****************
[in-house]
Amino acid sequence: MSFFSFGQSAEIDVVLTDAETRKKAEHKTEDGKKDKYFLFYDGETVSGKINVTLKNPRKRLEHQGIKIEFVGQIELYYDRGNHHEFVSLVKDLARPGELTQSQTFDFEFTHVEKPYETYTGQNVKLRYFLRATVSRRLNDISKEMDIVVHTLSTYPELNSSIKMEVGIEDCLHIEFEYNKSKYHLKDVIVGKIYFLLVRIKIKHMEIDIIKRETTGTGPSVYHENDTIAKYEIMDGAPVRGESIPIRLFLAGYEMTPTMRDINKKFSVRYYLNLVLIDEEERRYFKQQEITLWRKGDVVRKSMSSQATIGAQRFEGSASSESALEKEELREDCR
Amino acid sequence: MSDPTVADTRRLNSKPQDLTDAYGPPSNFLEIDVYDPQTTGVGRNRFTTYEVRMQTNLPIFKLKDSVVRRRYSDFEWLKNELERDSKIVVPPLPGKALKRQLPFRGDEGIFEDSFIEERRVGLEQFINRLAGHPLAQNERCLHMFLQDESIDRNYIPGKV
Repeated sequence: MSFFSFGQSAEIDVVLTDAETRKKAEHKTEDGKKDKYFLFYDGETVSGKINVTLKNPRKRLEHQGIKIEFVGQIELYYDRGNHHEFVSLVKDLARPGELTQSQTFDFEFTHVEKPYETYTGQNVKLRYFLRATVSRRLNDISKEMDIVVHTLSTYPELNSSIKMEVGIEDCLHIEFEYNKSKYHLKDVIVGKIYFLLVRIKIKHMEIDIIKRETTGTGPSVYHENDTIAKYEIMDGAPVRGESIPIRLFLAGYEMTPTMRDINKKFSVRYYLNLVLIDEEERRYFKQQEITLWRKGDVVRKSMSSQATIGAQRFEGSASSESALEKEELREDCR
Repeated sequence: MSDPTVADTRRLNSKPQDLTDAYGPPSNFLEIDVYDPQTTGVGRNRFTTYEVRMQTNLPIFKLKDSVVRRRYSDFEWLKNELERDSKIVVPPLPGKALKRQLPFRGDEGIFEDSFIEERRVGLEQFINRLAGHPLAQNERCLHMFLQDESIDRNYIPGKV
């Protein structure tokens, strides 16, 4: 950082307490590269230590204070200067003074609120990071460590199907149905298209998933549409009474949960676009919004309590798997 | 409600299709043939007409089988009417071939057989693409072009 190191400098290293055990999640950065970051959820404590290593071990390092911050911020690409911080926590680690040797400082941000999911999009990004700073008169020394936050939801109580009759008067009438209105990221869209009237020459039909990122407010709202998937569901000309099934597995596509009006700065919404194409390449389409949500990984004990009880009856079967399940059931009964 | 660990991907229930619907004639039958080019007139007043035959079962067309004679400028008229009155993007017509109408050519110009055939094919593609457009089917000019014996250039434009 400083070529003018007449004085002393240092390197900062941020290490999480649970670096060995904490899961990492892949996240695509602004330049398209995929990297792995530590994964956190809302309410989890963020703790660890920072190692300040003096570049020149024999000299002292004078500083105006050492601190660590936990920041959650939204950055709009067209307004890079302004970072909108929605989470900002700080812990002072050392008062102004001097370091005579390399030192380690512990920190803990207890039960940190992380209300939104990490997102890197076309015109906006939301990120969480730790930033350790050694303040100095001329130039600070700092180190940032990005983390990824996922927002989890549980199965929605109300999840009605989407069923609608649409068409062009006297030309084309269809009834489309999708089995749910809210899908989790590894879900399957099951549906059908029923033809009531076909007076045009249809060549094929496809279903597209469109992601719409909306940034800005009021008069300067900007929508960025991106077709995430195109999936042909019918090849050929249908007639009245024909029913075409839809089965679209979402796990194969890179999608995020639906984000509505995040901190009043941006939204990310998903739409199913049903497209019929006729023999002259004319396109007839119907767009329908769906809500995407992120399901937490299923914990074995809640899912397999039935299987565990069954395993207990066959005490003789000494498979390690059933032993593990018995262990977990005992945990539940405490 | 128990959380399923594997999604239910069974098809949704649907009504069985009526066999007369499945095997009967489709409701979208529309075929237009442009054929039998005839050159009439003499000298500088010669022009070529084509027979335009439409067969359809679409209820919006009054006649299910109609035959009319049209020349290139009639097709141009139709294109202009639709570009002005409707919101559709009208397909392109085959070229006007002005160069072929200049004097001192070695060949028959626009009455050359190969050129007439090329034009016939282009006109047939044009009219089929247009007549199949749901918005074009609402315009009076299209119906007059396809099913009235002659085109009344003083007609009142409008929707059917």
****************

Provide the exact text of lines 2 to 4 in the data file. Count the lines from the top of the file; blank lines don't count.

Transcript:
Amino acid sequence: MSFFSFGQSAEIDVVLTDAETRKKAEHKTEDGKKDKYFLFYDGETVSGKINVTLKNPRKRLEHQGIKIEFVGQIELYYDRGNHHEFVSLVKDLARPGELTQSQTFDFEFTHVEKPYETYTGQNVKLRYFLRATVSRRLNDISKEMDIVVHTLSTYPELNSSIKMEVGIEDCLHIEFEYNKSKYHLKDVIVGKIYFLLVRIKIKHMEIDIIKRETTGTGPSVYHENDTIAKYEIMDGAPVRGESIPIRLFLAGYEMTPTMRDINKKFSVRYYLNLVLIDEEERRYFKQQEITLWRKGDVVRKSMSSQATIGAQRFEGSASSESALEKEELREDCR
Amino acid sequence: MSDPTVADTRRLNSKPQDLTDAYGPPSNFLEIDVYDPQTTGVGRNRFTTYEVRMQTNLPIFKLKDSVVRRRYSDFEWLKNELERDSKIVVPPLPGKALKRQLPFRGDEGIFEDSFIEERRVGLEQFINRLAGHPLAQNERCLHMFLQDESIDRNYIPGKV
Repeated sequence: MSFFSFGQSAEIDVVLTDAETRKKAEHKTEDGKKDKYFLFYDGETVSGKINVTLKNPRKRLEHQGIKIEFVGQIELYYDRGNHHEFVSLVKDLARPGELTQSQTFDFEFTHVEKPYETYTGQNVKLRYFLRATVSRRLNDISKEMDIVVHTLSTYPELNSSIKMEVGIEDCLHIEFEYNKSKYHLKDVIVGKIYFLLVRIKIKHMEIDIIKRETTGTGPSVYHENDTIAKYEIMDGAPVRGESIPIRLFLAGYEMTPTMRDINKKFSVRYYLNLVLIDEEERRYFKQQEITLWRKGDVVRKSMSSQATIGAQRFEGSASSESALEKEELREDCR